Note: This article covers a micro-cap stock. Please be aware of the risks associated with these stocks.
Last earnings season was a strange one for the solar sector, and I don't expect Q3 to be any different. I seem to remember that SunPower reported great results, then plunged 25% in the following twenty days. There's likely to be more such squirrely-ness this time around, and I'm just trying to keep calm and stay focused on the bigger picture.
Here's the list of solar stocks that I will be watching very carefully in the month to come. As usual, I try to dig a little deeper and bring my readers something they won't see every day:
1. SunPower (SPWR) - reports Wed Oct 30th
This one has been a favorite of mine since May. The company is so well diversified, their technology is the most efficient around, and they've recently stolen the market-cap crown from First Solar. It's hard to imagine anything slowing SunPower down. I'm long and holding.
The interesting storyline here is, how will SunPower expand? Their factories have been at 100% utilization for awhile now. Last quarter the CEO was asked about expansion and he said,
"We're in the process of looking at options which would include expansion of our EU JV, organic expansion and a number of other options. We're not to a solution yet. Perhaps in the time frame, in the next call, we will be."
Interestingly, SunPower has supplied capital to the private firm Solexel. Solexel is developing technologies for extremely thin wafers that use less silicon. They are also (reportedly) looking for factories in Malaysia and signing deals with manufacturers in China and I.P. holders in Texas. "Solexel intends to begin volume manufacturing of solar cells in 2014." I would say there's a decent chance that SunPower hopes to solve its supply constraint with new, less costly Solexel wafers.
2. ReneSola (SOL) - reports Nov 25th
I haven't dabbled with Chinese solar manufacturers in the past and I'm leery about starting now. But SOL had a great Q2 report and their PnF chart looks great. It could be an ideal time to buy, as SOL has recently fallen from $6.00 to $4.50 on Friday afternoon. The sharpest options trader I know is bullish (he turned $10k into $1M in the first six months of the year). I'm long SOL, hoping to sell before year's end.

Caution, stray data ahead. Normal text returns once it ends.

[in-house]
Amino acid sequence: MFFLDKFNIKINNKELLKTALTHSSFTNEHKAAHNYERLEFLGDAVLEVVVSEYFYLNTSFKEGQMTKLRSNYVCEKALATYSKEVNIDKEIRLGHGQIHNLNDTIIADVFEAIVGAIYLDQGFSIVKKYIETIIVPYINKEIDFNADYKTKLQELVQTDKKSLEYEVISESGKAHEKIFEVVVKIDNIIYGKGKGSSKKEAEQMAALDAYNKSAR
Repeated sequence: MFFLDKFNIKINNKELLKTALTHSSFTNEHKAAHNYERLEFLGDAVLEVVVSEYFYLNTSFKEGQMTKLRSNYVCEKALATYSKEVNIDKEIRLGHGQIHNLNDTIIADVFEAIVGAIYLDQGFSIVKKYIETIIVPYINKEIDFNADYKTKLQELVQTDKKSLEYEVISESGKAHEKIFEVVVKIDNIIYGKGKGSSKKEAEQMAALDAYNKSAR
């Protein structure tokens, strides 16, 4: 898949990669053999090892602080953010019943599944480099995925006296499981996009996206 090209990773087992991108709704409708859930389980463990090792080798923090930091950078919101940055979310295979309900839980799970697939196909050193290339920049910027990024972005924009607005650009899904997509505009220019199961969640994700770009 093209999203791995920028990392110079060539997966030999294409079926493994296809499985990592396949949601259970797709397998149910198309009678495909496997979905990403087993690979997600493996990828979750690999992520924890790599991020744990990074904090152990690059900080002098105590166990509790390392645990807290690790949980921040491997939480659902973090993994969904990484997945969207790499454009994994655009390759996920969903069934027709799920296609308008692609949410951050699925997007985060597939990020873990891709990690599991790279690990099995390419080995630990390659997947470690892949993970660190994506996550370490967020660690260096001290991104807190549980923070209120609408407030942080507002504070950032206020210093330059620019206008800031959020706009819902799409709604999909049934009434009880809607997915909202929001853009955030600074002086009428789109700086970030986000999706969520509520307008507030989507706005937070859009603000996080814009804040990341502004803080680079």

This company is still running a deficit, but they saw solar shipments increase by 28%, average selling prices were up, and US shipments tripled from Q1 to Q2. Clearly the explosion in rooftop solar (lead by SolarCity (SCTY), Verengo, Sungevity, etc) is making life easier for the Chinese manufacturers. The reason why I hope to sell in the next few months is the emergence of new solar technology (see #4 on this list). SOL just doesn't have the capital to be investing in new tech right now. Sneha Shah has a series of good articles about the stock.
#3 Real Goods Solar (RSOL) - Reports Nov 6th
RSOL has been on a rollercoaster ride this year, which seems to have been started by my article in May. It has skyrocketed over 40% in a day several times this year, then had a precipitous drop the following day. I have no position right now; I may buy back if the stock falls below $2.25.
This stock is highly volatile and that means there is the potential to make a lot of money. RSOL is trying to expand quickly. CEO Kam Mofid has done a good job turning the company around, and they project profitability in Q3 or Q4. The former Massachusetts Secretary of Energy and Environmental Affairs has been nominated for their board. This company is definitely growing and has caught the attention of Wall Street.
On the other hand, RSOL is mostly an installer, and that is a business that will surely be dominated by big fish. For example, SolarCity (SCTY) has been trying to become vertically integrated to save costs; they have acquired a solar mount manufacturer and a firm that specializes in marketing. It is easy to imagine that SolarCity and the other major players might squeeze RSOL out of the picture.
Then again, solar power growth might be so rapid that there is plenty of business to go around. I'm just not sure yet.
RSOL is on track for about $90M in annual revenue. If we add in $35M and $10M from their recent acquisitions (Mercury Solar and Syndicated Solar), that gives total annual revenue of $135M. Assuming things go smoothly and RSOL achieves a net margin of 5%, that would give RSOL a P/E of $3.73/(0.05*$135M/57M outstanding shares)=31.5. The average market P/E is in the 20-25 range. This brief and very rough estimate shows the stock is priced a bit high in my opinion. But it really depends on your personal growth estimate for the company in the future. Watch this one closely and be ready to pounce on the large swings.